Sunday, May 19, 2013

Britain Highly Unlikely To Become Europe's Biggest Economy

Matthew Lynn at Marketwatch claims that his country, Britain, will become Europe's biggest economy. But that is just nationalist wishful thinking from his part. First, let's review the current situation, here was the 2012 GDP in local currency for the three biggest:

Germany € 2,644 Billion
France € 2,028.5 Billion
Britain £ 1,540.5 Billion

(Source, the respective national statistics bureaus)

If you "translate" Britain's number using the current exchange rate of about €1.18/£, this is the result:

Germany € 2,644 Billion
France € 2,028.5 Billion
Britain € 1818 Billion

In other words, the French economy is roughly 11% bigger and the German economy is roughly 45% bigger than the U.K. economy.

Lynn claims that Britain, while doing poorly in absolute terms, is doing much better in relative terms:

Well, economic performance is always relative. It is not that the U.K. is doing particularly well. The economy is struggling to grow at more than 1% a year and may do so for years to come. There is certainly no sign of a sudden acceleration of growth.

But the rest of Europe is doing much, much worse. The euro crisis has locked the continent into a permanent depression. Once you take that point on board, the math becomes relatively simple. If the rest of Europe is stagnant, or getting smaller, then the U.K. makes relative progress just by staying where it is.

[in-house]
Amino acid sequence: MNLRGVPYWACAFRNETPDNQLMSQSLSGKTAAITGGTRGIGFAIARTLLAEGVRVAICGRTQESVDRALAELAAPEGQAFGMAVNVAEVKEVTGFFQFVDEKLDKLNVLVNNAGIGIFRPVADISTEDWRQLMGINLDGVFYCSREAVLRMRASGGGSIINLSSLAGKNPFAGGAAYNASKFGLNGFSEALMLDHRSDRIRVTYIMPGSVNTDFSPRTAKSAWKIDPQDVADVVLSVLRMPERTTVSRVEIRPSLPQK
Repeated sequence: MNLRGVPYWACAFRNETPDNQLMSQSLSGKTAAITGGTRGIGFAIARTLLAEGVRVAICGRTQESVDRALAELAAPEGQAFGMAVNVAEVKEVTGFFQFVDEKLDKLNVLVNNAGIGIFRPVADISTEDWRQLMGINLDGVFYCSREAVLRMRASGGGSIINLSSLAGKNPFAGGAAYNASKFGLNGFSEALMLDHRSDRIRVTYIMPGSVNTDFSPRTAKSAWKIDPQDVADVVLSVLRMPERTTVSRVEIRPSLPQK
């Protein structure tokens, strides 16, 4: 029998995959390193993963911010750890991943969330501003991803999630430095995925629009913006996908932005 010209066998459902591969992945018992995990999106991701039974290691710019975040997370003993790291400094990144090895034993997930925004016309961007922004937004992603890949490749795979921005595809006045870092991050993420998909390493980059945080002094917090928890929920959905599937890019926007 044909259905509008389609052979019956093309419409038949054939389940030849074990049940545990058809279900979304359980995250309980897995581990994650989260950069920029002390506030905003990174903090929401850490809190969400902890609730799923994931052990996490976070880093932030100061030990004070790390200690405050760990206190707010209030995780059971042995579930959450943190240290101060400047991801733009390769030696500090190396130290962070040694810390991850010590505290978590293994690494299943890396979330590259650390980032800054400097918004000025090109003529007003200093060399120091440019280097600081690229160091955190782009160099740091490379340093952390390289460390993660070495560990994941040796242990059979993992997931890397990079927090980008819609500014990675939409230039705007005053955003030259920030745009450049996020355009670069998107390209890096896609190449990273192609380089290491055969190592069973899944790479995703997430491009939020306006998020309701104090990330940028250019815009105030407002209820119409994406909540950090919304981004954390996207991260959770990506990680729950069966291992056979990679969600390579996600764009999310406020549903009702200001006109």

Lynn's assertions, has however no connection to reality. Here is the cumulative growth (or contraction in Britain's case) during the latest 5-year period, 2008-2012

Germany +3.7%
France    +0.4%
Britain     -2.0%

(Source Eurostat)

While it is true that the mistake by the French people in electing crazed Socialist Francois Hollande President will hurt the French economy during the 4 years that remains in his term, the damage will probably not be greater than to prevent Britain from continuing its relative decline, and it will certainly not be great enough to allow Britain to grow 11% in relative terms in 4 years.

And as for Germany, it is far more competitive than both Britain and France and will outperform both, as it has done in recent years. While the too low birth rate in Germany is a problem, that can largely be compensated by immigration of workers. And contrary to Lynn's wishful thinking based assertions, Germany is the country that is seeing a large inflow of workers, attracted by Germany's much lower unemployment rate and better pay (compared to Britain), while net immigration to Britain is declining.


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